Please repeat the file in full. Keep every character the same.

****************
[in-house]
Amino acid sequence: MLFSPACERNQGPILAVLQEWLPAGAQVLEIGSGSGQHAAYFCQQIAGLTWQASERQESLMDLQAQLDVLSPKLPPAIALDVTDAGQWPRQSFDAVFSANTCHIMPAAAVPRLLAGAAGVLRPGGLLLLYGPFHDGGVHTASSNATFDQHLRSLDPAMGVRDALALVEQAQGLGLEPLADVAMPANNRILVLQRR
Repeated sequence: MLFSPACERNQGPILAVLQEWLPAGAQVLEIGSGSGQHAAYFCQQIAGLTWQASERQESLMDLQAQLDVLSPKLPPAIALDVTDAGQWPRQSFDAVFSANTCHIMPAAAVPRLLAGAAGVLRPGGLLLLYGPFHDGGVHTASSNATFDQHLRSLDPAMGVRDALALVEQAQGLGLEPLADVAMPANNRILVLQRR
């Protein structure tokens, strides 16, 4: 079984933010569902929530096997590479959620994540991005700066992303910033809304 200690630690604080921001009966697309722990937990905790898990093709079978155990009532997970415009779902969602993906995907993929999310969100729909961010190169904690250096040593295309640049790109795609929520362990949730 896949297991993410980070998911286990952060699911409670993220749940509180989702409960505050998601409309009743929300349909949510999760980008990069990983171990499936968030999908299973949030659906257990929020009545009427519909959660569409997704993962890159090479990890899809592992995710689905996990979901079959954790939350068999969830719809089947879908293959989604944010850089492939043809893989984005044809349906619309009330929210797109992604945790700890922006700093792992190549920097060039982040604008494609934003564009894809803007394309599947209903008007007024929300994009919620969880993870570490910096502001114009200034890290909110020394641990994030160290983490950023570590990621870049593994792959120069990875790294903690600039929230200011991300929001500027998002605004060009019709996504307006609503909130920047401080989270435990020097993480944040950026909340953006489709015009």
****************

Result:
[in-house]
Amino acid sequence: MLFSPACERNQGPILAVLQEWLPAGAQVLEIGSGSGQHAAYFCQQIAGLTWQASERQESLMDLQAQLDVLSPKLPPAIALDVTDAGQWPRQSFDAVFSANTCHIMPAAAVPRLLAGAAGVLRPGGLLLLYGPFHDGGVHTASSNATFDQHLRSLDPAMGVRDALALVEQAQGLGLEPLADVAMPANNRILVLQRR
Repeated sequence: MLFSPACERNQGPILAVLQEWLPAGAQVLEIGSGSGQHAAYFCQQIAGLTWQASERQESLMDLQAQLDVLSPKLPPAIALDVTDAGQWPRQSFDAVFSANTCHIMPAAAVPRLLAGAAGVLRPGGLLLLYGPFHDGGVHTASSNATFDQHLRSLDPAMGVRDALALVEQAQGLGLEPLADVAMPANNRILVLQRR
């Protein structure tokens, strides 16, 4: 079984933010569902929530096997590479959620994540991005700066992303910033809304 200690630690604080921001009966697309722990937990905790898990093709079978155990009532997970415009779902969602993906995907993929999310969100729909961010190169904690250096040593295309640049790109795609929520362990949730 896949297991993410980070998911286990952060699911409670993220749940509180989702409960505050998601409309009743929300349909949510999760980008990069990983171990499936968030999908299973949030659906257990929020009545009427519909959660569409997704993962890159090479990890899809592992995710689905996990979901079959954790939350068999969830719809089947879908293959989604944010850089492939043809893989984005044809349906619309009330929210797109992604945790700890922006700093792992190549920097060039982040604008494609934003564009894809803007394309599947209903008007007024929300994009919620969880993870570490910096502001114009200034890290909110020394641990994030160290983490950023570590990621870049593994792959120069990875790294903690600039929230200011991300929001500027998002605004060009019709996504307006609503909130920047401080989270435990020097993480944040950026909340953006489709015009």